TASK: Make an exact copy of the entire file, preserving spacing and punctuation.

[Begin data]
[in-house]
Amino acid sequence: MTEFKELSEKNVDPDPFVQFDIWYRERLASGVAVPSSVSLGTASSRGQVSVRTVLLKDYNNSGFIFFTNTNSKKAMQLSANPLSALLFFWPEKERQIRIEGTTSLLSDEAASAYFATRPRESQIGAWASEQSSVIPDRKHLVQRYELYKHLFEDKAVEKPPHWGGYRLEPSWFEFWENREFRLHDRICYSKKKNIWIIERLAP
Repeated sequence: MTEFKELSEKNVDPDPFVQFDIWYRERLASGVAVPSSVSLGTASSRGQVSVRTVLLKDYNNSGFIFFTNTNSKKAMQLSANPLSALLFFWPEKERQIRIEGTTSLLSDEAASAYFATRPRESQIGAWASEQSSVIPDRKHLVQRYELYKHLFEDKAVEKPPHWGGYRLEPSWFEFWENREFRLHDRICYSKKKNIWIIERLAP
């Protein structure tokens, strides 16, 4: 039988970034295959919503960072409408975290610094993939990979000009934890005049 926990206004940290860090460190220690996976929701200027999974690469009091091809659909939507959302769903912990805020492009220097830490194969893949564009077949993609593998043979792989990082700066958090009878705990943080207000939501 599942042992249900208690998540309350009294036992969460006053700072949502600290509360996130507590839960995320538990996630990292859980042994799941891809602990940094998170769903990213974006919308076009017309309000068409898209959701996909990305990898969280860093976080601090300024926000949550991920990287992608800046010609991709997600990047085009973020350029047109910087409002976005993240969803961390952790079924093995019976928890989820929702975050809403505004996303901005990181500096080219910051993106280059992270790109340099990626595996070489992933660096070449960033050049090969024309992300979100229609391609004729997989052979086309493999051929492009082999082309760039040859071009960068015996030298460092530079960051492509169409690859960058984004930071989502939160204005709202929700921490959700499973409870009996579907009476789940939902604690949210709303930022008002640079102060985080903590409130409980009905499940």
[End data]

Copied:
[in-house]
Amino acid sequence: MTEFKELSEKNVDPDPFVQFDIWYRERLASGVAVPSSVSLGTASSRGQVSVRTVLLKDYNNSGFIFFTNTNSKKAMQLSANPLSALLFFWPEKERQIRIEGTTSLLSDEAASAYFATRPRESQIGAWASEQSSVIPDRKHLVQRYELYKHLFEDKAVEKPPHWGGYRLEPSWFEFWENREFRLHDRICYSKKKNIWIIERLAP
Repeated sequence: MTEFKELSEKNVDPDPFVQFDIWYRERLASGVAVPSSVSLGTASSRGQVSVRTVLLKDYNNSGFIFFTNTNSKKAMQLSANPLSALLFFWPEKERQIRIEGTTSLLSDEAASAYFATRPRESQIGAWASEQSSVIPDRKHLVQRYELYKHLFEDKAVEKPPHWGGYRLEPSWFEFWENREFRLHDRICYSKKKNIWIIERLAP
């Protein structure tokens, strides 16, 4: 039988970034295959919503960072409408975290610094993939990979000009934890005049 926990206004940290860090460190220690996976929701200027999974690469009091091809659909939507959302769903912990805020492009220097830490194969893949564009077949993609593998043979792989990082700066958090009878705990943080207000939501 599942042992249900208690998540309350009294036992969460006053700072949502600290509360996130507590839960995320538990996630990292859980042994799941891809602990940094998170769903990213974006919308076009017309309000068409898209959701996909990305990898969280860093976080601090300024926000949550991920990287992608800046010609991709997600990047085009973020350029047109910087409002976005993240969803961390952790079924093995019976928890989820929702975050809403505004996303901005990181500096080219910051993106280059992270790109340099990626595996070489992933660096070449960033050049090969024309992300979100229609391609004729997989052979086309493999051929492009082999082309760039040859071009960068015996030298460092530079960051492509169409690859960058984004930071989502939160204005709202929700921490959700499973409870009996579907009476789940939902604690949210709303930022008002640079102060985080903590409130409980009905499940």